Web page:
Genotypic analysis at multiple loci across Kaposi's sarcoma herpesvirus (KSHV) DNA molecules: Clustering patterns, novel variants and chimerism

Jianchao Zong, Dolores M. Ciufo, Raphael Viscidi, Lee Alagiozoglou, Stephen Tyring, Peter Rady, Jan Orenstein, William Boto, Henry Kalumbuja, Nino Romano, Mads Melbye, Gyeong H. Kang, Chris Boshoff, Gary S. Hayward

Research output: Contribution to journalArticlepeer-review

92 Scopus citations


Background: The genomes of human Kaposi's sarcoma-associated herpesvirus (KSHV) display several levels of DNA sequence heterogeneity and subgrouping that show distinctive clustering patterns in related human populations. The four major subtype patterns for the hypervariable ORF-K1 protein correlate closely with the principal diasporas resulting from the migration of modern humans out of East Africa and suggest that KSHV is an ancient human virus that is transmitted primarily in a familial fashion with consequent very low recombination rates. However, chimeric genomes have also been detected, especially with regard to the presence of P versus M alleles of the ORF-K15 gene. Objectives: To understand further the genetic organization and evolutionary history of KSHV, especially with regard to possible new subtypes, recombinant genomes, constant region loci and clustering in particular ethnic groups or among classic versus epidemic cases in the same geographic area. Study design: Direct PCR DNA sequencing was carried out on the ORF-K1 and ORF-K15 genes at the extreme left and right hand sides, as well as on six other internal loci of diagnostic samples collected from 70 new KSHV-positive patients in Israel, South Korea, Sicily, Scandinavia, Brazil, Uganda, South Africa and the US. Results and conclusions: Our overall results from more than 135 KSHV genomes from many different human population groups now provides evidence for seven distinct subtypes of KSHV genomes (referred to as A/P, B/P, C/P, D/P, M, N and Q). However, the two most closely related subtypes (A/P and C/P) are only differentiated at the LHS side of the genome, and the three most distantly related forms (M, N and Q) appear to exist only as small chimeric segments that are remnants from the RHS of more ancient forms of the virus. By analyzing multiple conserved loci across the B subtype genomes that predominate in sub-Saharan Africa, we can also now recognize three to four distinct B genome subgroups with varying patterns of inter and intratypic mosaicism. Analysis of classic KS genomes from Israel has revealed that the ORF-K1 clade referred to as A1′ predominates in Ashkenazi Jewish immigrants from Russia, whereas C2 and C6 variants predominate in North African Sephardi Jews. A variety of chimeric genomes containing C2 or C3 ORF-K1 genes are disseminated among classic KS cases throughout Europe and Asia including Israel, Sicily, Scandinavia, South Korea, and Taiwan. Comparison of the genomes from classic versus AIDS-associated KSHV in the US indicates that it was derived originally by reactivation and spread of a subset of the endogenous viruses carried by descendants of immigrants from endemic areas of Northern and Eastern Europe, the Mediterranean and sub-Saharan Africa.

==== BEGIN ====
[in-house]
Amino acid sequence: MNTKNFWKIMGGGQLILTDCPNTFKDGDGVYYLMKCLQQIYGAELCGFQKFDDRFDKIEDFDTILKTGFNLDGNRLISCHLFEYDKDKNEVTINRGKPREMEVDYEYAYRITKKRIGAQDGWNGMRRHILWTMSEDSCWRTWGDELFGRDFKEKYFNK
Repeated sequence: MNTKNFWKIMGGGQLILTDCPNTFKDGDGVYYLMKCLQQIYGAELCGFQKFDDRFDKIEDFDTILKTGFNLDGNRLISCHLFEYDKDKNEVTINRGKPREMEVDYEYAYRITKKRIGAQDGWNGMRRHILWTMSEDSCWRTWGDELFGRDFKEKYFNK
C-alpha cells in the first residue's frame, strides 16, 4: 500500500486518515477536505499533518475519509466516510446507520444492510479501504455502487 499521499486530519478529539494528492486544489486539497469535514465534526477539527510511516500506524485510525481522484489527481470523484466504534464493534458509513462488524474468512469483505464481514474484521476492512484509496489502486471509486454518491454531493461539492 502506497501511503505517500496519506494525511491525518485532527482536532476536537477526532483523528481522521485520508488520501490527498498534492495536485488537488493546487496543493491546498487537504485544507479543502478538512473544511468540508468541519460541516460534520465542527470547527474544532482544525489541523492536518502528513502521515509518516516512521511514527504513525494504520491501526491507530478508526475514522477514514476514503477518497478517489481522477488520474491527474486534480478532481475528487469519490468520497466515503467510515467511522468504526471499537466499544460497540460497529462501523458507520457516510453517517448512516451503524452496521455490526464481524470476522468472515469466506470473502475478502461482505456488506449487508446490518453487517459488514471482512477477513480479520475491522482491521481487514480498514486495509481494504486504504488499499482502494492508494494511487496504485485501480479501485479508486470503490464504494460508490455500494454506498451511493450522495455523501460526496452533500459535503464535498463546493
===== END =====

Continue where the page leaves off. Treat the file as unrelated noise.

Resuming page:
Original languageEnglish (US)
Pages (from-to)119-148
Number of pages30
JournalJournal of Clinical Virology
Issue number3
StatePublished - Jan 1 2002


  • Classic KS
  • Epidemic KS
  • Human herpesvirus eight
  • Linkage patterns
  • ORF-K1 subtypes

ASJC Scopus subject areas

  • Virology
  • Infectious Diseases


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